- Federal Court Rules That Lender May Assert Negligence Claim Against Another Lender
- January 20, 2012
- Law Firm: Lerch Early Brewer Chartered - Bethesda Office
A U.S. District Court in Texas has ruled that under Texas law, an existing lender may assert a negligence claim against new lender in connection with failed payoff of the existing lender debt.
In September 2007, Sambrano Corporation obtained a $4 million secured line of credit from Compass Bank. A portion of the proceeds of the Compass line of credit were to be used to refinance Sambrano’s existing line of credit with City Bank. However, rather than remit payment directly to City Bank, Compass advanced the full amount of the line of credit directly to Sambrano, which, unbeknownst to Compass, did not repay the City Bank line of credit.
In January of 2008, Compass and City Bank initially discovered that both credit facilities remained open and fully funded. After failing to recover its line of credit from Sambrano, City Bank filed a lawsuit against Compass, asserting, among other claims, that Compass acted negligently by directly advancing to Sambrano the proceeds of the Compass line of credit, instead of sending payment directly to City Bank to pay off its line of credit.
In order to maintain a claim for negligence, a plaintiff generally must establish, among other elements, that the defendant owed a duty of care to the plaintiff. Arguing that it had no duty to ensure the loan proceeds were used to repay City Bank, Compass moved to dismiss the negligence claim. Despite the fact that Compass did not have a direct relationship with City Bank, contractual or otherwise, the District Court refused to dismiss the negligence claim.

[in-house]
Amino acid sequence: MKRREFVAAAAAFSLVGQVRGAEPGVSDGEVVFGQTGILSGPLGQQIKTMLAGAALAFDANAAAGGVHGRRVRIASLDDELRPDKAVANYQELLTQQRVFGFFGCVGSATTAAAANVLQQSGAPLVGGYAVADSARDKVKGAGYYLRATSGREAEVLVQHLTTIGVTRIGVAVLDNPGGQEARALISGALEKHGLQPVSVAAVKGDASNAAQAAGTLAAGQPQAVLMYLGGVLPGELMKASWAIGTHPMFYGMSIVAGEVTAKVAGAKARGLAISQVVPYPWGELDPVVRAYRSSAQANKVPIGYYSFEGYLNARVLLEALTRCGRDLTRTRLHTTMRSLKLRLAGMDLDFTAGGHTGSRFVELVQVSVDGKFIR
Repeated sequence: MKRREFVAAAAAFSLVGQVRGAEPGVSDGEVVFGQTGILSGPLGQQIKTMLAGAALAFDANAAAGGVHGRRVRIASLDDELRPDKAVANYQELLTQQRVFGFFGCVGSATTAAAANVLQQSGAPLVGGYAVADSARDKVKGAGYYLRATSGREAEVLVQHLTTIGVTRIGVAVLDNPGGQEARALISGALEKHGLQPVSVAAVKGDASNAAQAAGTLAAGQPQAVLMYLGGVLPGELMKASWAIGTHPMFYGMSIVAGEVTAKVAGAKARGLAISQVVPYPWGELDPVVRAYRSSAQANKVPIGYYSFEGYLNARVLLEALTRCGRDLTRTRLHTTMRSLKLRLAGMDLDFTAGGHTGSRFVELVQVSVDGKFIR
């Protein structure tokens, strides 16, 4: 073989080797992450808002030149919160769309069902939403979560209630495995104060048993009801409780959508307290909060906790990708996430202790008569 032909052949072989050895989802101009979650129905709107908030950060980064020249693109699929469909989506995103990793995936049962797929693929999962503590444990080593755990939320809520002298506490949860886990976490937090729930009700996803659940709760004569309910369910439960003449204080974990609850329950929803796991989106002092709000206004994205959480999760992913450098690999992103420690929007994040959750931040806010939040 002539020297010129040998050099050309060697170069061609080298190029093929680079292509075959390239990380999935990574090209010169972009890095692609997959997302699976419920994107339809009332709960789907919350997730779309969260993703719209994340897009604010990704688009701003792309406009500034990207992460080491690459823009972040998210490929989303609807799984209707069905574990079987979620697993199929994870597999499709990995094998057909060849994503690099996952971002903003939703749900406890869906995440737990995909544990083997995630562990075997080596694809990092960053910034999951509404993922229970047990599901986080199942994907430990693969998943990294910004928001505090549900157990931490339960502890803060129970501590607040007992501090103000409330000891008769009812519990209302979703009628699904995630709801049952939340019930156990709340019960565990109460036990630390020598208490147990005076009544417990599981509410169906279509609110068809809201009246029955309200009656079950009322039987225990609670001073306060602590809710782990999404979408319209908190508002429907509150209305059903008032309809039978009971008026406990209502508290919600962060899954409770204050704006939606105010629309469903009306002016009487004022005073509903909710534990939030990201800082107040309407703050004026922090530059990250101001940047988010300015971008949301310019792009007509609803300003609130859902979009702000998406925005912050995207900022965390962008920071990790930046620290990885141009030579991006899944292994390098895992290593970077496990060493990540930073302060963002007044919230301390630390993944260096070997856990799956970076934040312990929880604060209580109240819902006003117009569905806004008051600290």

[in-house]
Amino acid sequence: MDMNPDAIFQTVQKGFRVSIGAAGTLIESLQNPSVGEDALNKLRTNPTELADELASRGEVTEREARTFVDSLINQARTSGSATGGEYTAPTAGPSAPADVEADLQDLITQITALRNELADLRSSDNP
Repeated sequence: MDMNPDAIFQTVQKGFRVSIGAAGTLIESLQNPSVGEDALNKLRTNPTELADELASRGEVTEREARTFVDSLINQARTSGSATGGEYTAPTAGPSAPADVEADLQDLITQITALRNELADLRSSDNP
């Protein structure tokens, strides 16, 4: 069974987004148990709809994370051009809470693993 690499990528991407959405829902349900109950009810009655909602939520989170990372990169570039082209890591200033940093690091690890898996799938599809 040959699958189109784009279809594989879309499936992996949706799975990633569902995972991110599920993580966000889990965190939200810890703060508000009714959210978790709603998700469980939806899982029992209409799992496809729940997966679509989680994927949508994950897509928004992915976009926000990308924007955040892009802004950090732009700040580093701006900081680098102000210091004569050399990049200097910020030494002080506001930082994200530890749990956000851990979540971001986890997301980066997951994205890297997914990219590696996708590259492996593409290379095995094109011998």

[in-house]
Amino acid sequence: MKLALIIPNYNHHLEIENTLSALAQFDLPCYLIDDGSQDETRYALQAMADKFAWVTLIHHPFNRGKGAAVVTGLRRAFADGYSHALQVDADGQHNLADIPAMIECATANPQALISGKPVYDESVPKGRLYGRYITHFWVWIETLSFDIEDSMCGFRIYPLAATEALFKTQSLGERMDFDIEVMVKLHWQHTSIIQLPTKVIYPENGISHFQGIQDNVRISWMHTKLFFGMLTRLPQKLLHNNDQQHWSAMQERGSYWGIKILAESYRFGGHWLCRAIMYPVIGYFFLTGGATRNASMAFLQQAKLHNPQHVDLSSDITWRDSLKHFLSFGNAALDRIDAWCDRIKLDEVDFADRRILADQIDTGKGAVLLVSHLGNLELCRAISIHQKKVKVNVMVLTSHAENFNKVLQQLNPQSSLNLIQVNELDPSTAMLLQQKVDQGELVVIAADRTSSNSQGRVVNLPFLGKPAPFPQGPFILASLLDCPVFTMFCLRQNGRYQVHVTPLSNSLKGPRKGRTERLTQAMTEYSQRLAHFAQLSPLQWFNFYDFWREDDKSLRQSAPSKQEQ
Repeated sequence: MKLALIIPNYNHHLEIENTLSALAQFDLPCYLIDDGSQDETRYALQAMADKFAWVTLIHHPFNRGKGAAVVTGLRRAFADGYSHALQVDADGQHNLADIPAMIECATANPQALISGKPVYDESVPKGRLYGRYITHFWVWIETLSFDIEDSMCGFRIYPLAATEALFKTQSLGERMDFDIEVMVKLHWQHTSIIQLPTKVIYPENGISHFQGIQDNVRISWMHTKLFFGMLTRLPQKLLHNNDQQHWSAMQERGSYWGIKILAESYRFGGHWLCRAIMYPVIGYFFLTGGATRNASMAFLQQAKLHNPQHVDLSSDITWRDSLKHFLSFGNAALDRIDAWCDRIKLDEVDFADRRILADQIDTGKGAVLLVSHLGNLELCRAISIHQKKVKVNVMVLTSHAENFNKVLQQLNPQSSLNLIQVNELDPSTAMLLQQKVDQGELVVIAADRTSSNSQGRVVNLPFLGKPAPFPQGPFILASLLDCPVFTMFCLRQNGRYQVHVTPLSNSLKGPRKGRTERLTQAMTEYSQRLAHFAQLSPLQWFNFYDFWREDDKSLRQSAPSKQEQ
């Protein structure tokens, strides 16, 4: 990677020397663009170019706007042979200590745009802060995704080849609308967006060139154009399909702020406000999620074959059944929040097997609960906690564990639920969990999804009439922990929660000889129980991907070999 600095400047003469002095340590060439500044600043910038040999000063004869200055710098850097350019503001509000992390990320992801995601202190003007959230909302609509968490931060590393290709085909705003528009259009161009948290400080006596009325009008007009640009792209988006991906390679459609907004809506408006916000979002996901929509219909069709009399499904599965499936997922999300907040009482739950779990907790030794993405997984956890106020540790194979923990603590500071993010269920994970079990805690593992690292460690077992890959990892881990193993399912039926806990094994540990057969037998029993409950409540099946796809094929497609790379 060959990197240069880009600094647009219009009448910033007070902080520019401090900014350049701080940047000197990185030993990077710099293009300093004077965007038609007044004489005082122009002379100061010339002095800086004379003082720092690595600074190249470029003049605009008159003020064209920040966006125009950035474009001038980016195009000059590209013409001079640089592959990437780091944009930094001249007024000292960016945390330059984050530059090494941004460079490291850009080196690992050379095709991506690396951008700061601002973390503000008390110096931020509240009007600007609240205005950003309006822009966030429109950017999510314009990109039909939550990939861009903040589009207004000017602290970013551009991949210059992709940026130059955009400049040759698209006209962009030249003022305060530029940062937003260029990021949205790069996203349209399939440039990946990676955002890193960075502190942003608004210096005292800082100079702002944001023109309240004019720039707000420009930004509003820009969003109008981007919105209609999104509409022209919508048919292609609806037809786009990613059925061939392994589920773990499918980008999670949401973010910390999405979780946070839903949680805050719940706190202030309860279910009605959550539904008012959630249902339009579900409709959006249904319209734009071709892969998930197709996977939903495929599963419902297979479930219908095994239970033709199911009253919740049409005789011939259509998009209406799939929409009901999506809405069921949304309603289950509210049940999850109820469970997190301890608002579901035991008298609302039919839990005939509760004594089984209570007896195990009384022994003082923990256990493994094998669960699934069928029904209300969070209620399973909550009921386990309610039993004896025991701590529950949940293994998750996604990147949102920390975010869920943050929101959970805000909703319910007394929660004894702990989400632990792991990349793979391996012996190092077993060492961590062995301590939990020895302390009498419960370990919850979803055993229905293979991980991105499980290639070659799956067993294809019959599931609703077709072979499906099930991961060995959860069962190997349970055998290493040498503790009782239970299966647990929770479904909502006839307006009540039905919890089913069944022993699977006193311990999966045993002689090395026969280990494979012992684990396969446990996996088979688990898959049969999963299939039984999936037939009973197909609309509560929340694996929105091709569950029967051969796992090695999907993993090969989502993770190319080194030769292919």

In its complaint, City Bank alleged that Compass was aware (a) of the existing City Bank line of credit, (b) that the proceeds of the new Compass line of credit were to be used to repay the existing City Bank line of credit facility, (c) that the most appropriate and secure way to ensure such repayment was for Compass to remit payment directly to City Bank, and (d) that having both lines of credit open and fully drawn at the same time posed a risk to City Bank and Sambrano’s other creditors.
The District Court stated that Texas law provides an exception to the general rule that a lender owes no duty to someone with whom it has no lending or other relationship. In particular, the District Court stated that under Texas law, a lender may owe a third party a duty of care in relation to the conduct of the lender’s customer if the lender:
Knows the identity of the third party,
Is aware of a potential harm to a third party, and
Has a way to avoid that harm.
Reasoning that City Bank’s allegations, if true, would give rise to a duty of care under Texas law, the District Court denied Compass’ motion to dismiss City Bank’s claim for negligence.
This decision is an excellent reminder to lenders: when refinancing an existing loan it is always the best practice to remit payment directly to the existing lender or a title company in escrow.
This case is cited as City Bank v. Compass Bank, 2010 U.S. Dist. LEXIS 66260 (W.D. Tex. July 2, 2010).